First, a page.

My Top Ten Films of 2016


I held off on doing a ‘top ten films of the year so far’ list at the end of June because, frankly, I felt it had been a pretty lousy year for movies. Last year, I had easily seen enough great movies to make such a list then, with a cheating joint 10th place pick no less! But this time around I struggled to even think of five movies good enough to warrant a place in June. Now part of this is obviously due to release date differences, and by the end of the year I had enough potential contenders that I needed to whittle them down to around 20 movies.

creedLike the last couple of years, I’ve decided to omit the awards movies from last year that inevitably get released in most overseas territories in January and February. It’s just been too long and I’d feel a bit pointless writing about The Hateful Eight, Carol, Room, Spotlight, Creed or Anomalisa at this point. I liked them all though, but I’m not certain that any would have got onto my top ten of last year had I seen them in time except possibly Creed, which might well have placed at number 8 or 9.

grandmaThere is actually one movie that I do want to briefly highlight though, that would most definitely have made it onto my list last year if I’d seen it in time, which is Paul Weitz’ Grandma. I know it had some good notices but from a director whose last three films were Little Fockers, Being Flynn and Admission (all bad) I really didn’t expect that much. However when I got around to seeing the film it absolutely threw me for a loop. It’s a wonderfully humanistic little film that’s progressive without ever being preachy, hitting both big comedy and emotional beats. Highly recommended.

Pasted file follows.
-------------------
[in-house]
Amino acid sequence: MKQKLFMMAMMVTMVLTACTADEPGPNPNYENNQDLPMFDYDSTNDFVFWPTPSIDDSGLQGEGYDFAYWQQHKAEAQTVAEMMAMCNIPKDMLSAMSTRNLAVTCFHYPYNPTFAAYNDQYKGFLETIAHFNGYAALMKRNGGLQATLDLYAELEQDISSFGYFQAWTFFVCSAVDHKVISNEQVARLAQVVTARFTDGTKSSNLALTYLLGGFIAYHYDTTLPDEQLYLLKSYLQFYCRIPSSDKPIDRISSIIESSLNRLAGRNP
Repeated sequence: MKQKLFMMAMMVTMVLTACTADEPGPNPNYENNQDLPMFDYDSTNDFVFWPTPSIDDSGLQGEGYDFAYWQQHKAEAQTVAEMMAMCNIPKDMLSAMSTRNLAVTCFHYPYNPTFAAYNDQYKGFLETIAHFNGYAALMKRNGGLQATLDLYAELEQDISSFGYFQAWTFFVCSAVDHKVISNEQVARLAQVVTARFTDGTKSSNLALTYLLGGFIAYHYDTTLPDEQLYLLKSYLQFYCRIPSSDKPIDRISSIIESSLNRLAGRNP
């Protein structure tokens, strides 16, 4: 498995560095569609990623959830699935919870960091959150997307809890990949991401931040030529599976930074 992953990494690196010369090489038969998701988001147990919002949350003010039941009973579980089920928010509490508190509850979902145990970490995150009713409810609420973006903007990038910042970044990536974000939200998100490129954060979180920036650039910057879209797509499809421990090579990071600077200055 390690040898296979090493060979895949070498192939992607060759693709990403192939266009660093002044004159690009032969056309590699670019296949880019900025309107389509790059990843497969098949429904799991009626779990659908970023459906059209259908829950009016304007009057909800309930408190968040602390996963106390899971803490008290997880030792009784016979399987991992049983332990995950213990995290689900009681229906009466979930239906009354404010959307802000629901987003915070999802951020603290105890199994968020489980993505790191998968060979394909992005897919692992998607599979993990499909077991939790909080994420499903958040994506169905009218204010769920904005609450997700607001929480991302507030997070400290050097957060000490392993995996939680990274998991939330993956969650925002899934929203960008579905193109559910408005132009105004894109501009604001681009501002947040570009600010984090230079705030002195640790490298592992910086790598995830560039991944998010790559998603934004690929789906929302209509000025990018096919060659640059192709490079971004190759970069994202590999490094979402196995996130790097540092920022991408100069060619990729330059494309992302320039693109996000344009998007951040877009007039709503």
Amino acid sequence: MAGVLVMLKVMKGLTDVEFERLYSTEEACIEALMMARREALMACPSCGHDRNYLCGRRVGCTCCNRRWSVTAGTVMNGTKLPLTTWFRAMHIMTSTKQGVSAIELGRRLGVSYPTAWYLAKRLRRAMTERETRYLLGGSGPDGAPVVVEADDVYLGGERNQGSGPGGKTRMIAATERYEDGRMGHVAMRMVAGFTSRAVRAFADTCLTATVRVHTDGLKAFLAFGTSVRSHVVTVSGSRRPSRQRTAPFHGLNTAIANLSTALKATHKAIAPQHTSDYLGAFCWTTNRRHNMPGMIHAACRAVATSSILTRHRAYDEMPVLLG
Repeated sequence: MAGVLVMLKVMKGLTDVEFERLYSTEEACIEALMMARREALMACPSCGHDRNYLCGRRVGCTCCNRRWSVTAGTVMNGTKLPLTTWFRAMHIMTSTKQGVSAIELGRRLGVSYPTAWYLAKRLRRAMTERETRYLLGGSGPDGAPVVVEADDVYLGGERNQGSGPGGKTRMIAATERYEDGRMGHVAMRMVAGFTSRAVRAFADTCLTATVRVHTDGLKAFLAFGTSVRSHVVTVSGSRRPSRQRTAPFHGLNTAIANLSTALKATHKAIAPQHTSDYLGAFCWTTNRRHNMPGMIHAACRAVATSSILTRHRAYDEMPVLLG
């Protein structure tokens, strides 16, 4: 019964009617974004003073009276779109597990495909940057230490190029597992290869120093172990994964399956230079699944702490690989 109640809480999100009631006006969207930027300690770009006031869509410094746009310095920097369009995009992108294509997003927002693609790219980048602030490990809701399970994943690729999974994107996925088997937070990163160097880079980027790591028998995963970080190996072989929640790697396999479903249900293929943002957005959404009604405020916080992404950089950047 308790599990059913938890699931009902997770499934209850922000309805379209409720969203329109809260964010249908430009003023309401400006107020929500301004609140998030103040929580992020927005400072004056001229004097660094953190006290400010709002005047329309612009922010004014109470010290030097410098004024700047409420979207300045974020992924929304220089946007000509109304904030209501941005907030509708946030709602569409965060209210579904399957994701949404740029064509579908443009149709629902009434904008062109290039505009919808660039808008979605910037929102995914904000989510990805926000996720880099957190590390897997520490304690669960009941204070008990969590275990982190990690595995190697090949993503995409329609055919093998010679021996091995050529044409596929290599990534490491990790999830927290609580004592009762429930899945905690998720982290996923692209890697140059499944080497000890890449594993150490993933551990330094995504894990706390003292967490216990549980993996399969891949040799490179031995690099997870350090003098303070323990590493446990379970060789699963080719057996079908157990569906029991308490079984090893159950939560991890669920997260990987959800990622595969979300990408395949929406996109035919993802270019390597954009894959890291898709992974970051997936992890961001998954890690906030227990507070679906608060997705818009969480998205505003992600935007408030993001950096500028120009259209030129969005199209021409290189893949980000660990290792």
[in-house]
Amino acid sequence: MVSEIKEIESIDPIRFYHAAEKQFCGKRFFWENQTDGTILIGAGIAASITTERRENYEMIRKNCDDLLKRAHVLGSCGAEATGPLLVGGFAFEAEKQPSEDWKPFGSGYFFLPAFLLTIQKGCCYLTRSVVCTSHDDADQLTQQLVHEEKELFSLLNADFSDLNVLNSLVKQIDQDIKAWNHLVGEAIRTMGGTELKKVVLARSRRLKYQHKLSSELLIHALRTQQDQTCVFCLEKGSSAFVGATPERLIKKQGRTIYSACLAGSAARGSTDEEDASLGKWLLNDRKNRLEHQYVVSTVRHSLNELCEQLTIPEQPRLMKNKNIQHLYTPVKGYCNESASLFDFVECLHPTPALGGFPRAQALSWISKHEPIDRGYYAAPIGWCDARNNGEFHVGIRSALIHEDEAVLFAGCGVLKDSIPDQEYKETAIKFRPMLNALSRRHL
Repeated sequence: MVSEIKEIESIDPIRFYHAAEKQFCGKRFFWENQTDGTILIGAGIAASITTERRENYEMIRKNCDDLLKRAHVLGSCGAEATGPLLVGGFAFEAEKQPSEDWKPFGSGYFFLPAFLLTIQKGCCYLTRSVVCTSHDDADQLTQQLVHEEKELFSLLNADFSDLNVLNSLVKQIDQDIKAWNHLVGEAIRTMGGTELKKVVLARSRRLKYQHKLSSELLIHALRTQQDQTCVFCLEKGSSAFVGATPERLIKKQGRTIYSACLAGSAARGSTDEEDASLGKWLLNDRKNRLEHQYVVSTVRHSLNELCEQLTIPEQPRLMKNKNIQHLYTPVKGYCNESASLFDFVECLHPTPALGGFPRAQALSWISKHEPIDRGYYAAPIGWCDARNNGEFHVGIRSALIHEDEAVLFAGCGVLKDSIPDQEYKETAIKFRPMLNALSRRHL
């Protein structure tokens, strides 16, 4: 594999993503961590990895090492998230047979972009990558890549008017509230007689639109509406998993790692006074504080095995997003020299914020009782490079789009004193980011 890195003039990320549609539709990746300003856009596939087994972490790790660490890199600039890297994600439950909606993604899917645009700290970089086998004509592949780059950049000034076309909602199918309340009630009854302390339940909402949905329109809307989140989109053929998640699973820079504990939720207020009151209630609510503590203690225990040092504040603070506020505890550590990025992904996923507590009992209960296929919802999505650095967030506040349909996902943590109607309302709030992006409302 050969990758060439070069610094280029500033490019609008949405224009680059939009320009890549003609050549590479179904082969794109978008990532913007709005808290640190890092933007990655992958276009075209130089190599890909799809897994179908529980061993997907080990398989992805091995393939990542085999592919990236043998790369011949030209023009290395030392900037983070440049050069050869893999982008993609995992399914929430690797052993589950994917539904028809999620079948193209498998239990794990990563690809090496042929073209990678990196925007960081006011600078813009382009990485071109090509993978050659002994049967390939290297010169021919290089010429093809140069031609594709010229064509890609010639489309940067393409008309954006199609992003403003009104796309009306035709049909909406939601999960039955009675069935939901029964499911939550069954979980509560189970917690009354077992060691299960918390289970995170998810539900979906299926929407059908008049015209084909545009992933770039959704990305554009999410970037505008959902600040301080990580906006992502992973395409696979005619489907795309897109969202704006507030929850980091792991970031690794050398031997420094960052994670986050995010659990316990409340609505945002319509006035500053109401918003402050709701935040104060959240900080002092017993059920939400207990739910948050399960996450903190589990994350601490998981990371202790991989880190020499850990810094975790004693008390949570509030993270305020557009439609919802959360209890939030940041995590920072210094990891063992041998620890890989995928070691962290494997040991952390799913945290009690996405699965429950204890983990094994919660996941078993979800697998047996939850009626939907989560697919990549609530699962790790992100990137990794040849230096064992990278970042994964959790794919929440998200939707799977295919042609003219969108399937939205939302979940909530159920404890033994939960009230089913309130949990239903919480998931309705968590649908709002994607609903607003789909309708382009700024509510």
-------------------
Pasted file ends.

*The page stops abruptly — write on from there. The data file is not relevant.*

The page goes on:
Moving on, yet again, just like every year I have to place a caveat before my top ten list mentioning all the films that are populating professional film critics’ polls that I can’t have seen because they haven’t been released here; this year the crop includes two of the most acclaimed movies of the year; Moonlight and Manchester by the Sea, along with Jackie, Toni Erdmann, 20th Century Women, The Love Witch, Loving, Fences, The Edge of Seventeen, Certain Women and probably a few more that don’t immediately come to mind. None of those qualify I’m afraid, and also weirdly a one film that’s showing up a lot is The Lobster which I actually got to see last year, though it didn’t ultimately make my list anyhow.

In the last couple of years I had a clear front-runner for number one from relatively early on, but that didn’t happen this year, and even now I’m not certain what I can put in that spot. I think this time around my top five are otherwise relatively easy to order, but 5-10 are all about on a par, along with honestly numbers 11-20, which I’ve listed (un-ordered) in a separate post, but here they are in case you missed that;

10. Supersonic (Mat Whitecross)


You might think that a documentary reliving the nineties heyday of Britpop band Oasis wouldn’t have a great deal of worth beyond their fan-base, but Mat Whitecross’s  brilliantly edited montage of archive footage accompanied by hilarious modern interviews proved to be one of the most entertaining movies of any genre I saw this year. My Review

09. Midnight Special (Jeff Nichols)


Jeff Nichols’ long-in-the-making venture into sci-fi proved to be worth the wait in every respect when it finally arrived earlier this year. A deft blend of crime/road movie and fantastical science-fiction that’s deservedly garnered comparisons to Close Encounters. Aided by one of my favourite scores of the year, Midnight Special is a wonderfully atmospheric, thought-provoking and emotional powerful movie. I’ve heard several analysis of the film related to parenting, and while I’m no parent myself, the film certainly worked it’s magic on me, with it’s incredible final scene lingering in my mind for days after seeing it.

08. Train to Busan (Yeon Sang-ho)